While it normally wouldn’t sound like overwhelmingly exciting news, the idea that ESPN might soon be reaching a broadcast deal with the Korean Baseball Organization could mean that Americans may finally have their chance to see live games, ending a hiatus of live baseball that began for some as early as late last year.
The report behind the rumor originated with the Yonhap News Agency in Seoul on Monday, although the main source of the information has decided to remain anonymous.
This latest news surrounding a prospective agreement comes less than a week after ESPN’s negotiations with the KBO were apparently shut down. Initial information indicated that ESPN was seeking the broadcast rights for free, but that inquiry was nixed by Eclat, the entity that owns the international distribution rights for KBO games.
The specifics are still vague, but according to Yonhap reports, ESPN would be airing multiple games per week until Major League Baseball begins to gear up for its season, if a 2020 MLB Opening Day eventually becomes a reality.
Details regarding the exact duration of the deal and proposed financial terms were not immediately revealed.
According to the YNA website, the KBO’s regular season is scheduled to begin on May 5, more than a month after being pushed back from the original March 28 Opening Day due to the COVID-19 pandemic. It will be the second pro baseball league to begin during the pandemic. The Chinese Professional Baseball League in Taiwan was the first to resume its regular season activities.
Steve Adams at MLBTR highlighted some of the parameters that might conceivably take place with regards to health and safety standards. Adams stated that there will be multiple health regulations in place, including “multiple tests per player prior to games, no spitting allowed, players and personnel in masks throughout the stadium except on the field/in the dugout, gloves and masks for umpires, along with a strong discouragement of handshakes and high-fives.”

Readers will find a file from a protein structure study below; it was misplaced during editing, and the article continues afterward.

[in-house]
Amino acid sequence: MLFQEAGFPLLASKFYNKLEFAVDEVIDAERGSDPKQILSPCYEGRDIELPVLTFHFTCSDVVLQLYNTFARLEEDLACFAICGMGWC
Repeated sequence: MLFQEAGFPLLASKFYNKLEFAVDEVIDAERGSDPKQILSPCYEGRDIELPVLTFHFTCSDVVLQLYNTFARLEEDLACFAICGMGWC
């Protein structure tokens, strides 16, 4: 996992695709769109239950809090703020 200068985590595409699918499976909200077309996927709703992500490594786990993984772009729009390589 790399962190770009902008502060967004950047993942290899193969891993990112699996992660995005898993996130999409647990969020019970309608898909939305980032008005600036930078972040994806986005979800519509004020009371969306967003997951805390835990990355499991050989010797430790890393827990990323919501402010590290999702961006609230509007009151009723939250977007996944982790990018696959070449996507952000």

Adams went on further, writing that “a player showing symptoms of COVID-19 will be immediately be tested and quarantined, while his stadium would be subject to a 48-hour closure for cleaning. A positive test from a player wouldn’t necessarily shut down the league but would prompt an immediate meeting between owners, league officials and health experts about the potential stoppage of play.”
Several notable players currently participating in the KBO who were previously affiliated with the MLB include former Dodgers infield prospect Jose Miguel Fernandez, righty pitcher Raul Alcantara and outfielder Aaron Altherr.
The idea that American fans—as well as viewers from other parts of the world—might soon get at least a weekly fix of live baseball from one of the world’s most renowned leagues should provide a much needed dose of live sports entertainment during this especially trying time.